'The Sortino ratio improves upon the Sharpe ratio by isolating downside volatility from total volatility by dividing excess return by the downside deviation. The Sortino ratio is a variation of the Sharpe ratio that differentiates harmful volatility from total overall volatility by using the asset's standard deviation of negative asset returns, called downside deviation. The Sortino ratio takes the asset's return and subtracts the risk-free rate, and then divides that amount by the asset's downside deviation. The ratio was named after Frank A. Sortino.'

Which means for our asset as example:
  • The excess return divided by the downside deviation over 5 years of ProShares UltraShort Technology is -1.51, which is smaller, thus worse compared to the benchmark SPY (0.82) in the same period.
  • During the last 3 years, the downside risk / excess return profile is -1.41, which is smaller, thus worse than the value of 0.65 from the benchmark.

Ulcer:

'The Ulcer Index is a technical indicator that measures downside risk, in terms of both the depth and duration of price declines. The index increases in value as the price moves farther away from a recent high and falls as the price rises to new highs. The indicator is usually calculated over a 14-day period, with the Ulcer Index showing the percentage drawdown a trader can expect from the high over that period. The greater the value of the Ulcer Index, the longer it takes for a stock to get back to the former high.'

Applying this definition to our asset in some examples:
  • The Ulcer Ratio over 5 years of ProShares UltraShort Technology is 72 , which is greater, thus worse compared to the benchmark SPY (5.82 ) in the same period.
  • During the last 3 years, the Ulcer Ratio is 53 , which is higher, thus worse than the value of 7.15 from the benchmark.

MaxDD:

'A maximum drawdown is the maximum loss from a peak to a trough of a portfolio, before a new peak is attained. Maximum Drawdown is an indicator of downside risk over a specified time period. It can be used both as a stand-alone measure or as an input into other metrics such as 'Return over Maximum Drawdown' and the Calmar Ratio. Maximum Drawdown is expressed in percentage terms.'

Using this definition on our asset we see for example:
  • The maximum DrawDown over 5 years of ProShares UltraShort Technology is -96.6 days, which is lower, thus worse compared to the benchmark SPY (-33.7 days) in the same period.
  • Looking at maximum drop from peak to valley in of -88.5 days in the period of the last 3 years, we see it is relatively smaller, thus worse in comparison to SPY (-33.7 days).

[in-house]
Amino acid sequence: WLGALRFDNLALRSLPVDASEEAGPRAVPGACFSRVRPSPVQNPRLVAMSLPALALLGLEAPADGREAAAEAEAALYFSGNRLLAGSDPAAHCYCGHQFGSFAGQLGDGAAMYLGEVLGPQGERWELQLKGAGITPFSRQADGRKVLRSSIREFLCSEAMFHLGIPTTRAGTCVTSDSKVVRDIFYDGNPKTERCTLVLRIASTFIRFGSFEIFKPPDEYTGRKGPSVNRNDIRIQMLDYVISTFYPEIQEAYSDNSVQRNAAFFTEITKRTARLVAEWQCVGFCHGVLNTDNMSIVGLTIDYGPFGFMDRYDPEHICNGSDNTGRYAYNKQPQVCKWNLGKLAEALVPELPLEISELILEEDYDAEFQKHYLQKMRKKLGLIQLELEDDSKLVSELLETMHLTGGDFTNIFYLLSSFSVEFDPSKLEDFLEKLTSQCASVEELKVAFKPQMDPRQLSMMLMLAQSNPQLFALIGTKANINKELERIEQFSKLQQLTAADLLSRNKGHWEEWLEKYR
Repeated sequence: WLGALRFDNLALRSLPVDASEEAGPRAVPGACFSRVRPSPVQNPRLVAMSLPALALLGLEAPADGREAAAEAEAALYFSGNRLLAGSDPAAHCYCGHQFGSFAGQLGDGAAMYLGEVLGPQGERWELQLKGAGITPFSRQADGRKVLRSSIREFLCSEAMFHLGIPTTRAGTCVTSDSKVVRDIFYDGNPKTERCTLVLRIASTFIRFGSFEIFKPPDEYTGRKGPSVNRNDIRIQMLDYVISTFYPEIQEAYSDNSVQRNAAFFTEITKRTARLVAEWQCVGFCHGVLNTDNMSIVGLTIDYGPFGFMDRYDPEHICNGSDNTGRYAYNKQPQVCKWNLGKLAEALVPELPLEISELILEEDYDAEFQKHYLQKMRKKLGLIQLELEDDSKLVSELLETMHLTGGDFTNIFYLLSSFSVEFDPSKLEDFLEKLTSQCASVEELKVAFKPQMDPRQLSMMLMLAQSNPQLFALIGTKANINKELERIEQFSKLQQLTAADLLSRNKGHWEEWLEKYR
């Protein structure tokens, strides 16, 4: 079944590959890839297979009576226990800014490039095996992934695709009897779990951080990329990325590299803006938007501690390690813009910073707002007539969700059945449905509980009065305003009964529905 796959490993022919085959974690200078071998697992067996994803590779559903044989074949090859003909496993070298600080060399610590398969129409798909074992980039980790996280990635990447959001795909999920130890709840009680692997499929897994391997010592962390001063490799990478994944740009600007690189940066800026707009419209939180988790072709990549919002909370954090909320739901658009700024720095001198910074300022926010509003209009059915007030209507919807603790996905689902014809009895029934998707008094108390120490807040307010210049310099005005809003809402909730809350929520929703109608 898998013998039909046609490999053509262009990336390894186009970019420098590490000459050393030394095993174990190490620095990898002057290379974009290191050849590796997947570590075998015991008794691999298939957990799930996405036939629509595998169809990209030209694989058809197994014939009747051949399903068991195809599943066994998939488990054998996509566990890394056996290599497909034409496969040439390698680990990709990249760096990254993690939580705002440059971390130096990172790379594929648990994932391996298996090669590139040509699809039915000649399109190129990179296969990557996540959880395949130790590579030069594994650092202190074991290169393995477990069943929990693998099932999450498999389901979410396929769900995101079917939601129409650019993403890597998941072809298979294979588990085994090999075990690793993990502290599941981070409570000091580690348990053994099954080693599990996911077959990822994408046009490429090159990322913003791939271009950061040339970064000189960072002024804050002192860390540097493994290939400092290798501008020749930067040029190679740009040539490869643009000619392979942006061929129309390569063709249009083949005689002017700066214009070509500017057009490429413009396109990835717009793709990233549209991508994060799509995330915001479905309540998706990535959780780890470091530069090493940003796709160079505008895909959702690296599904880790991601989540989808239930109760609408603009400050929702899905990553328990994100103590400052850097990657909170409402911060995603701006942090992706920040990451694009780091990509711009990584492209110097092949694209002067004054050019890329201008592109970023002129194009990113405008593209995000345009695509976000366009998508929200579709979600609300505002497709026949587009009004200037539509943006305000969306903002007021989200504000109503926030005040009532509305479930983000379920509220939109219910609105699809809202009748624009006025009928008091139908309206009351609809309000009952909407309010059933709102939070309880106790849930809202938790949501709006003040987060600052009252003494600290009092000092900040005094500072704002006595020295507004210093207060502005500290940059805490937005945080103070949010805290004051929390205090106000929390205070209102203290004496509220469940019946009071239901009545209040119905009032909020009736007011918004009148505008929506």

MaxDuration:

'The Drawdown Duration is the length of any peak to peak period, or the time between new equity highs. The Max Drawdown Duration is the worst (the maximum/longest) amount of time an investment has seen between peaks (equity highs). Many assume Max DD Duration is the length of time between new highs during which the Max DD (magnitude) occurred. But that isn’t always the case. The Max DD duration is the longest time between peaks, period. So it could be the time when the program also had its biggest peak to valley loss (and usually is, because the program needs a long time to recover from the largest loss), but it doesn’t have to be'

Which means for our asset as example:
  • Compared with the benchmark SPY (139 days) in the period of the last 5 years, the maximum days under water of 1211 days of ProShares UltraShort Technology is higher, thus worse.
  • Compared with SPY (139 days) in the period of the last 3 years, the maximum days under water of 752 days is larger, thus worse.

AveDuration:

'The Average Drawdown Duration is an extension of the Maximum Drawdown. However, this metric does not explain the drawdown in dollars or percentages, rather in days, weeks, or months. The Avg Drawdown Duration is the average amount of time an investment has seen between peaks (equity highs), or in other terms the average of time under water of all drawdowns. So in contrast to the Maximum duration it does not measure only one drawdown event but calculates the average of all.'

Applying this definition to our asset in some examples:
  • Looking at the average days under water of 592 days in the last 5 years of ProShares UltraShort Technology, we see it is relatively larger, thus worse in comparison to the benchmark SPY (36 days)
  • During the last 3 years, the average days below previous high is 376 days, which is larger, thus worse than the value of 45 days from the benchmark.

Performance (YTD)

Historical returns have been extended using synthetic data.

Allocations
()

Allocations

Returns (%)

  • Note that yearly returns do not equal the sum of monthly returns due to compounding.
  • Performance results of ProShares UltraShort Technology are hypothetical, do not account for slippage, fees or taxes, and are based on backtesting, which has many inherent limitations, some of which are described in our Terms of Use.